The first place finisher among the party’s five candidates was Kristen Powers, who made her political debut as a candidate for the board of commissioners in 2018. According to the preliminary results from Tuesday’s primary, Powers won 10,588 votes, or 27.08 percent of those cast in the opening round of her second campaign for the board. Powers finished slightly ahead of former county commissioner Bob Byrd, who lost his seat in 2018 when the Republican Party gained control of the county’s entire governing board. Byrd has nevertheless peddled back from the political wilderness with 10,058 votes, or 25.72 percent of the total. Meanwhile, the third-place finisher, and the only newcomer among the Democratic Party’s three nominees, is Dreama J. Caldwell, who garnered 7,098 votes, or 18.15 percent of the primary’s preliminary tally.
The first runner-up in the Democratic Party’s primary was Anthony Pierce, whose 6,131 votes account for 15.68 percent of those cast in the race. Another 5,226 votes, or 13.37 percent of the total, went to Henry Vines, a veteran of several previous bids for the board of commissioners.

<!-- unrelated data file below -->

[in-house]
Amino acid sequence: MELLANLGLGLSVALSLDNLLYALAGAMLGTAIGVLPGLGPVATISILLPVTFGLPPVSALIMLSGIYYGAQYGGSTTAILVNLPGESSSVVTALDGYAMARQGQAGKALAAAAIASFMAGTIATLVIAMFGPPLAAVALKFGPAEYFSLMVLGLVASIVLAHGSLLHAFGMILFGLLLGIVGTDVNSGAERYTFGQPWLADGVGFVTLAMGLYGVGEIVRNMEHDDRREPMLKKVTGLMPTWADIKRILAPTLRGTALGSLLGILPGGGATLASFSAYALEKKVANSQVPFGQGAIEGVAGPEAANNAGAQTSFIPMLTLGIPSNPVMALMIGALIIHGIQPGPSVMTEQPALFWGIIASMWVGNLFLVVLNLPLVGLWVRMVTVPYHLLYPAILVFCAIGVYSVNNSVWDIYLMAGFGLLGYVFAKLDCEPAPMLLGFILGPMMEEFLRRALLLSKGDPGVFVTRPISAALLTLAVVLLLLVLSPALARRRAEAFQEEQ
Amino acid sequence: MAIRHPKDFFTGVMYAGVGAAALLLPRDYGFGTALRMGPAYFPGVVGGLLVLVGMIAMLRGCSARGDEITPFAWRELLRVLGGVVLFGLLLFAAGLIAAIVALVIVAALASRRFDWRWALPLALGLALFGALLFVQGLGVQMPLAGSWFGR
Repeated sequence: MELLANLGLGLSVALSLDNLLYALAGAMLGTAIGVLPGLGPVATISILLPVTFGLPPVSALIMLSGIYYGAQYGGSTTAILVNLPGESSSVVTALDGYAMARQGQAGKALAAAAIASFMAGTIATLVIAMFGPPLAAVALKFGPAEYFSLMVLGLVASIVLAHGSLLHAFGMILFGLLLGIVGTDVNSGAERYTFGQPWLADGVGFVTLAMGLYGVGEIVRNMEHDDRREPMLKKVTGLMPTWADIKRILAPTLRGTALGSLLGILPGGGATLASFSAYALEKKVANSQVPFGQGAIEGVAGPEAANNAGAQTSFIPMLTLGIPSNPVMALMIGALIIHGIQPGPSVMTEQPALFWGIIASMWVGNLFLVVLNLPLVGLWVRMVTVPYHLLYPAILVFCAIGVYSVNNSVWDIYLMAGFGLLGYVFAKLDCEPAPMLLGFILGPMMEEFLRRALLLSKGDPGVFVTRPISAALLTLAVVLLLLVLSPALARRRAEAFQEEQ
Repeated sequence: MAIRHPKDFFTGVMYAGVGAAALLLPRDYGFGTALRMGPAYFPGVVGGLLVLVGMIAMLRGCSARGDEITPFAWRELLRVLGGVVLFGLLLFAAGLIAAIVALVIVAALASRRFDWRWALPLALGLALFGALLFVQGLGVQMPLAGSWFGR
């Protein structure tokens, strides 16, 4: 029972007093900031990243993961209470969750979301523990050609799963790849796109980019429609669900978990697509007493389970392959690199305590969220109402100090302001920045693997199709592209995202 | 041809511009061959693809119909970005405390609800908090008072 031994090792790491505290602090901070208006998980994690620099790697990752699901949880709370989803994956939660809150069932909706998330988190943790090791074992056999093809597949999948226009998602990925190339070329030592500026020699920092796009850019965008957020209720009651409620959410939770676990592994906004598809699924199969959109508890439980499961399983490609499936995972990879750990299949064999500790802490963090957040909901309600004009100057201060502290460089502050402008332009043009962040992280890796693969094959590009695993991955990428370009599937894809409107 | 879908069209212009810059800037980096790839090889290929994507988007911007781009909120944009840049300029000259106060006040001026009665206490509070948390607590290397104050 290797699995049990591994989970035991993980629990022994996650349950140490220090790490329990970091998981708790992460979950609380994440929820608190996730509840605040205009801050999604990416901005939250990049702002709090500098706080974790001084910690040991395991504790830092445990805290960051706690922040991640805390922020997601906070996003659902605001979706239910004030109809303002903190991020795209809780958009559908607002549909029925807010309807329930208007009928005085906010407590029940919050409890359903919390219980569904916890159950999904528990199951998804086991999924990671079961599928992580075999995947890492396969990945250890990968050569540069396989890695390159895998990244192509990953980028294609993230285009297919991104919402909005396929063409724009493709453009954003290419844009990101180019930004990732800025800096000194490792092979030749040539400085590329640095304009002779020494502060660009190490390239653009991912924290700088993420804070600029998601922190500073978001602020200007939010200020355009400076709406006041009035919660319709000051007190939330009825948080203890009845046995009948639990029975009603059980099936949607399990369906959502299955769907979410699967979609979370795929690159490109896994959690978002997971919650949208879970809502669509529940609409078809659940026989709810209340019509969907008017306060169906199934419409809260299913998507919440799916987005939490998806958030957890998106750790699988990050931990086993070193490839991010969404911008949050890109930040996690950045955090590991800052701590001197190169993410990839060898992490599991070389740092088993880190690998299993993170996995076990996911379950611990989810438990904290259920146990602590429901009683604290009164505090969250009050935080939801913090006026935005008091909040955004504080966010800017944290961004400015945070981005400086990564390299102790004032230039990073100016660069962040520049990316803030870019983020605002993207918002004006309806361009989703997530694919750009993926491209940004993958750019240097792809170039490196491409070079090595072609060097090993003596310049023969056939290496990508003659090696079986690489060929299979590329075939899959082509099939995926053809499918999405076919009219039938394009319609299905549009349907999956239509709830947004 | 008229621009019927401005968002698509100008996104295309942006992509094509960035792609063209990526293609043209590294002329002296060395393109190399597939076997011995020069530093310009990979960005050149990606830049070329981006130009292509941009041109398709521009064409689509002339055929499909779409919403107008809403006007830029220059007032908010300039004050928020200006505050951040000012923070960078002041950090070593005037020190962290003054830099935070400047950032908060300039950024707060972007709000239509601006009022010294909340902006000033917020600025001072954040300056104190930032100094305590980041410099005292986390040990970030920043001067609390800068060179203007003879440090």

In addition to narrowing the field for board of commissioners, voters in the Republican primary also selected nominees with some previous political experience for three other posts that will appear on November’s ballot.
In the race for North Carolina’s 64th state house district, the party’s voters anointed incumbent state legislator Dennis Riddell over challenger Peter McClelland to compete in the general election. Riddell won the contest with 6,225 votes, or 83.32 percent, to McClelland’s 1,246 votes, which constitute 16.68 percent of the total. Riddell will go on to face Democrat Eric Henry in November’s election.